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Accessory District Office Rental This Accessory District office rental is a 12th floor unit with 2 windowed offices, a storage room a bullpen area large enough for 7 or 8 cubicles. The 2 offices face South and receive an plenty of light. There is a semi-enclosed area that was previously a showroom. The drop ceiling and the unit is cooled by window units. This 24/7 attended building is close to Grand Central Station, Penn Station & the Port Authority. It offers easy access to most New York City subway and train lines. For further information regarding this Accessory District office rental call Alan Rosinsky at (212) 444-2241.
|42 West 38th Street
|24/7 Attended Lobby
|Class B Building
|Near Port Authority & Penn Station
Listing Location & Nearby Public Transportation
42nd Street–Bryant Park - 4 minutes WalkTimes Square - 8 minutes Walk42nd Street–Times Square - 8 minutes Walk5th Avenue () - 6 minutes Walk34th Street–Penn Station - 8 minutes Walk33rd Street ( ) - 8 minutes Walk34th Street–Herald Square - 7 minutes Walk
West 32nd Street & Avenue of the Americas - 8 minutes WalkWest 42nd Street/Broadway - 8 minutes WalkWest 37th Street/Broadway - 4 minutes WalkWest 34th Street/Broadway - 5 minutes Walk5th Avenue & West 33rd Street - 8 minutes Walk5th Avenue & West 42nd Street - 6 minutes WalkMadison Avenue & East 40th Street - 6 minutes Walk
This listing is presented for illustrative purposes only, it may no longer be available, and is provided merely as an exemplary representation of the types of spaces in a given neighborhood for a given price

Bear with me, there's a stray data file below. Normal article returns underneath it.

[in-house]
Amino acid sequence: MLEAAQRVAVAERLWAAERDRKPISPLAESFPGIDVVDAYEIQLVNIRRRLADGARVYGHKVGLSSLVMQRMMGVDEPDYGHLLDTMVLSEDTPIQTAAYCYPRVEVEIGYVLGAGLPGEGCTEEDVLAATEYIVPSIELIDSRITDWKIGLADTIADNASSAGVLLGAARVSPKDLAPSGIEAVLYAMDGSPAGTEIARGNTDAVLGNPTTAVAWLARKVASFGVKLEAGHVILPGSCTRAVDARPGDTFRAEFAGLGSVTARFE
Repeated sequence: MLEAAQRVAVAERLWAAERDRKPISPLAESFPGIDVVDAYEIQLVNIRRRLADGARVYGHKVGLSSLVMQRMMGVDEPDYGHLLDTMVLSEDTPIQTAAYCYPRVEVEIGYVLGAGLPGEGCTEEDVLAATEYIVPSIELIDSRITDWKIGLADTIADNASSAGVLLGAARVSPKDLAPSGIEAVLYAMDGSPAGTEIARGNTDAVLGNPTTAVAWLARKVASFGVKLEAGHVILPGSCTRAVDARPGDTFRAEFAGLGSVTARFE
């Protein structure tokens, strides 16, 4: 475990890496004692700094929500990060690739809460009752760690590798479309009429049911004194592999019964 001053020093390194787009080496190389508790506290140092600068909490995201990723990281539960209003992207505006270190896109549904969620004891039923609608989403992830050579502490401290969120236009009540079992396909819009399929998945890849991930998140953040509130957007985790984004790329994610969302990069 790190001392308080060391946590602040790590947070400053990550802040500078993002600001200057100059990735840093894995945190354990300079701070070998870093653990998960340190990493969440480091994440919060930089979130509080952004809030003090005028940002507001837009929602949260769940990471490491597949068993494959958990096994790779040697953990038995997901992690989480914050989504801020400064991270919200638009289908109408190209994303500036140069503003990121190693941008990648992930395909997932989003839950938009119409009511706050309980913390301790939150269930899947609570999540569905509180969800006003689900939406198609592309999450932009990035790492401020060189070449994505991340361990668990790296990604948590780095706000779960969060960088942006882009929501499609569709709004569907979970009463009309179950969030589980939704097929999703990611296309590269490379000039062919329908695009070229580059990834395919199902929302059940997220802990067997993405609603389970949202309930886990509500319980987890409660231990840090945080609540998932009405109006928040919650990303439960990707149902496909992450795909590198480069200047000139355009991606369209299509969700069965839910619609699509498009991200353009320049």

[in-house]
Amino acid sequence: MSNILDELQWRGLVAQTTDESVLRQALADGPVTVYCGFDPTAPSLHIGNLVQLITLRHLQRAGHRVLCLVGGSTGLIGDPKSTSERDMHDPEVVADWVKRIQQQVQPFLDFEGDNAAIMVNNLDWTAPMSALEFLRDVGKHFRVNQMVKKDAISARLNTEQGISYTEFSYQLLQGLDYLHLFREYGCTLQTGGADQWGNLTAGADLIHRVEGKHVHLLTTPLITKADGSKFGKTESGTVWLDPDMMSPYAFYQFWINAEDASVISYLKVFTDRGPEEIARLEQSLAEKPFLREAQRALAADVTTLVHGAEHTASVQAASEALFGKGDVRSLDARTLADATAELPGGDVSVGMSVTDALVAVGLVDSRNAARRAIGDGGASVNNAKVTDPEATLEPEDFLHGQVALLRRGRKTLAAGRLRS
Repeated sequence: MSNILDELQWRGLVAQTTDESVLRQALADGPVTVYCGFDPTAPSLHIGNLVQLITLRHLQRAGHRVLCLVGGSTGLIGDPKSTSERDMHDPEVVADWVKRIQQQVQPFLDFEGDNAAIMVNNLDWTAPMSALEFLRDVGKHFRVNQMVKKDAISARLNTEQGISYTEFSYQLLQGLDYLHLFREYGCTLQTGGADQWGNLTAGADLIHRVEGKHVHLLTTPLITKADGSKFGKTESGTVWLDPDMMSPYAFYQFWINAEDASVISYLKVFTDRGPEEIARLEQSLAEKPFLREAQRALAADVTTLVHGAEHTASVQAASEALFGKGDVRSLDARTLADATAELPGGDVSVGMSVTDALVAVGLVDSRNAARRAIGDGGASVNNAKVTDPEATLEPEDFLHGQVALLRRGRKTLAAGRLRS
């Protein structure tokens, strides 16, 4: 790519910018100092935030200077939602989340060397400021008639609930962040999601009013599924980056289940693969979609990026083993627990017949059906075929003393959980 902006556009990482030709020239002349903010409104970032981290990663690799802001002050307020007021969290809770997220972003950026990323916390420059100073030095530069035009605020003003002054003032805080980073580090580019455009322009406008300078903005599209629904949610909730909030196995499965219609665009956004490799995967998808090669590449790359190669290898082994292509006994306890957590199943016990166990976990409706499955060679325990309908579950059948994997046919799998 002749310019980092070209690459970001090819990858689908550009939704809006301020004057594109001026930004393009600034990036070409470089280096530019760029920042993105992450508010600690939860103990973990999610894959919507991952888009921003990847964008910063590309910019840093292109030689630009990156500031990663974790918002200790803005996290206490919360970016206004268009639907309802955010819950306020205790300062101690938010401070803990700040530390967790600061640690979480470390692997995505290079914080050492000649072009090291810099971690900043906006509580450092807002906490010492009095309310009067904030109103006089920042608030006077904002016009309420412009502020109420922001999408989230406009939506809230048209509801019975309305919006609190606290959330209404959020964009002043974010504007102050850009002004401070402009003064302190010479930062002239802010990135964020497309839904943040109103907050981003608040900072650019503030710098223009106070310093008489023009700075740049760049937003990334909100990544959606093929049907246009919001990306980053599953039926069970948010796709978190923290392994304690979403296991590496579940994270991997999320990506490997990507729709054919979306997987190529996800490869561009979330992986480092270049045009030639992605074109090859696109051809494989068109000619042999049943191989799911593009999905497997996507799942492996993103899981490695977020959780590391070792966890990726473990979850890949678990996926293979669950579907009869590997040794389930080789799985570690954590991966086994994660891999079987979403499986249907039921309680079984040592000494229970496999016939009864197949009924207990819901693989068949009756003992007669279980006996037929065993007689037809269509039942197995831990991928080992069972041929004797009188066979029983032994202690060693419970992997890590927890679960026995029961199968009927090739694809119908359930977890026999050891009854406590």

Midtown is Manhattan’s central hub and its largest and most prominent office market. With roughly 242 million square feet of Midtown office space, there are various options to choose from. Moreover, you have several submarkets to consider in this expansive, diverse area. However, leasing or subletting office space in Midtown Manhattan is not a one-size-fits-all excursion. If you’re looking to find quality Midtown Manhattan office space, and your head’s spinning, it’s understandable. So ask yourself, how do I choose what’s best for my business in this enormous office market? It simply depends on what kind of business you run, what stage your business is in, and your specific needs. Perhaps you want space in an iconic Manhattan landmark, like the Empire State Building and the Chrysler Building. Maybe you want an older, affordable, Class A space by Grand Central at The Chanin Building or The Graybar Building. You can be a startup that needs nothing more than a budget, side street loft in the Garment District. Maybe you’re a hedge fund seeking space in a white glove Plaza District Building. Or perhaps you are an international law firm or established enterprise looking to bring your workers back to the office in an amenity-rich, modern skyscraper like One Vanderbilt or 1 Grand Central Place. As a decision-maker, you have many opportunities to do proper due diligence. You can tour properties ranging from the single elevator, no-frills loft buildings (many with considerable charm) to new hyper-modern and pricey office spaces, which corporate America is scrambling for and willing to pay a hefty premium. Renting office space in Midtown Manhattan can cost between $30 to $200/SF. Of course, your work is cut out for you with such a wide price range. But it’s not as complex as it seems. Different Midtown Manhattan neighborhoods are suitable for different business types. The Garment District and Murray Hill are prime neighborhoods for startups and small businesses due to their smaller boutique office buildings and comprehensive selection of small offices for lease. There are many 500-1,500 Square Foot office rentals in this area with competitive asking rents. Other submarkets like Grand Central have many affordable Class A office spaces. Many of these buildings date back to the 30s, 40s, and 50s and can exceed a million square feet. Most available space is between 2,500-40,000 Square Feet, so larger companies tend to sign leases. Midtown Manhattan also has many medical office buildings, such as 57 West 57th Street and 133 East 58th Street. These buildings specialize in leasing space to health care practices, physicians, therapists, psychiatrists, and dentists. However, you have your pick of the litter if you’re a financial services firm, a private equity firm, hedge fund, international law firm, CPA, advertising or public relations company, tech firm, marketing firm, or advertising agency. If you are one of these types of enterprises, consider the Plaza District’s luxe, modern, amenity-rich Class A skyscrapers like 590 Madison Avenue (IBM Building) and 510 Madison Avenue. Defining the best Midtown office space is complicated. There is no clear-cut answer, as it depends on your company’s unique needs. For instance, the Garment District and The Accessory District have the best options for the most affordable office space in Midtown. If you want luxurious build-outs, you might define a property like Trump Tower at 725 Fifth Avenue as having the best Midtown office space. A standard build-out includes entire glass walls for your offices and conference room and modern fixtures and appliances. Perhaps your priority is sustainability and reducing emissions in a green office space. Properties like the New York Times Building and the Bank of America Tower provide excellent office space in Midtown for that. If you’re willing to pay $100/SF +, you might enjoy the appeal of the 70th Floor at 55 Hudson Yards with its 16’ ceilings and sweeping views of the Midtown skyline. Maybe you’d consider Empire State Realty Trust’s One Grand Central Place the best office space in Midtown Manhattan. Ownership will offer a turnkey build-out and even furnish your new office. Or maybe you want amenities like a full-size basketball court and a brand new gym at properties like The Empire State Building. The bottom line is that Midtown Manhattan offers such a diverse and complex office space inventory that it’s best to speak with an office space rental agency to help determine your best options. Midtown has a plethora of options and availability. Building class and availability will vary by submarket, but as of Q2 2022, you could find availability as high as 17.9% in Grand Central or as “scarce” as 6.3% in the U.N. Plaza. Modern Class A office space drives the overwhelming majority of leasing activity in Midtown relative to more cost-effective traditional Class A, Class B, and Class C spaces. The Midtown office market is seeing a flight to quality. Demand for Modern Class A spaces has reached a fever pitch, and supply cannot keep up with demand. Cushman & Wakefield reveals that 84% of total leasing activity in Midtown Manhattan since COVID occurred in Class A office assets. According to Brookfield, several Midtown Manhattan deals also exceeded $200 per square foot. These top-of-the-line spaces do not stay on the market for long in Midtown. Take what happened at SL Green’s One Vanderbilt, for example. Midtown was a ghost town during the worst of the pandemic, but this newly opened building was still 67% leased. By the end of 2020, it was 72% leased, and by October 2021, 90%. With many types of companies looking to bring their workers back to the office, they aim to find the most modern spaces and cutting-edge amenities to do so. Suppose you’re a larger, financially successful, publicly listed company, financial institution, tech firm, or rapidly expanding startup. In that case, you have the opportunity to select the best of the best office space in Midtown. A top-tier office environment is necessary to attract and retain staff. A sufficient budget could land you space neighboring prestigious publicly listed companies like Meta, Warner Bros., BlackRock, Discovery, Tapestry, Wells Fargo, L’Oreal, and Point 72 at Modern Class A amenity-rich complexes such as Hudson Yards. The trophy modern Class A assets get the most attention. But don’t overlook cost-effective Class A, B, and C buildings with various amenities, pricing structures, and customization potential. Office space remains especially robust for lease availability in commercial buildings constructed in the 30s, 40s, 50s, and 60s. Remember, the pricing isn’t determined by whether it is a new build-out or 2nd generation. It is determined much more so by building-wide renovation, such as new mechanical systems, roofs, corridors, restrooms, elevators, and other amenities. If the build-out is brand new, it may cost somewhat more. But the savings are not enormous if it’s a second-generation build-out. Leading up to 2020, it was trendy for commercial landlords to add a variety of amenities within office buildings. These amenities include but are not limited to roof decks, outdoor space, bike storage, conference centers and meeting rooms outside of demised space, gyms, meditation centers, and private dining areas. The goal was for these amenities to create an “experience” for team members and differentiate a property from the competition. Midtown’s top-tier, Class A buildings boast the highest level of amenities. 780 Third Avenue, for instance, has a private tenants-only dining area, outdoor space, and roof deck. Another example is the Chrysler Club which takes up the entire 27th floor of the Chrysler Building. The facility includes a yoga and meditation center, a shared conference center, and a library and lounge. The Empire State Building also has a tenants-only gym and a full-sized basketball court. Asking rents for Midtown Manhattan office space can range from $30/SF to $200/SF. The surprising range is because the neighborhoods that comprise Midtown Manhattan have vastly different asking rents. You could pay more than $200/SF for a modern Class A skyscraper in Grand Central. On the other hand, you could find a $30/SF office space blocks away in the Accessory District. If you’re looking for Class A office space, Midtown’s average asking price per square foot sat at $83.04 in Q2 2022. However, certain Class A buildings offer rents as low as $55/SF. Prices, of course, vary from neighborhood to neighborhood. For instance, landlords may ask for $95.25/SF in the Plaza District. Compare that to the U.N. District, where average Class A rents are roughly $68.36/SF. Consider that costs also do not include the required security deposit. This expense can range from two months to one year of rent you must pay once signing your lease. Of course, there’s the chance you might not even require a Class A space. Do not overlook what Class B and Class C options can offer at more attractive prices. First, many Class B properties have similar amenities to older Class A properties yet at predictably cheaper asking rents. If you want to be in the luxe Columbus Circle, you may find an average asking rent of $69.13 per square foot for a Class B space. On the other hand, despite Grand Central’s convenience and proximity to transportation, this submarket will net you the lowest average Class B asking rent in all of Midtown at $57.52 per square foot. While Class C buildings are often smaller, more casual, and lacking in modern amenities, this does not mean they are bad properties. They can be more inviting, better suited for startups, and by far the most cost-effective and readily available. Some Class C office rentals in Midtown, such as 589 8th Avenue, 255 W 36th St, and 7 West 36th St, have spaces available for close to $35 per sq foot and with proximity to Penn Station and Port Authority. Accessible transit in Midtown Manhattan is supported by three primary transportation hubs- Grand Central Station, Penn Station, and Port Authority. These transit hubs have proven effective in luring companies to Midtown and strengthening its appeal. Moreover, the Path Train from New Jersey services Midtown, the Metro North comes in from Connecticut and Upstate New York, and the Long Island Rail Road (LIRR) currently heads into Penn Station. However, the gloves could be off for Midtown’s complete rebirth with the new LIRR terminal finally opening up beneath Grand Central Station. With a 350,000-square-foot commuter corridor connected to One Vanderbilt and 25,000 square feet of brand-new retail space, the new LIRR terminal will save about 40 minutes of travel time and redirect roughly half of LIRR commuters to Grand Central. The bottom line is that with such vital transit hubs, and the new LIRR terminal, easy commutes from across metro New York City are about to get even easier.Learn more about Midtown Manhattan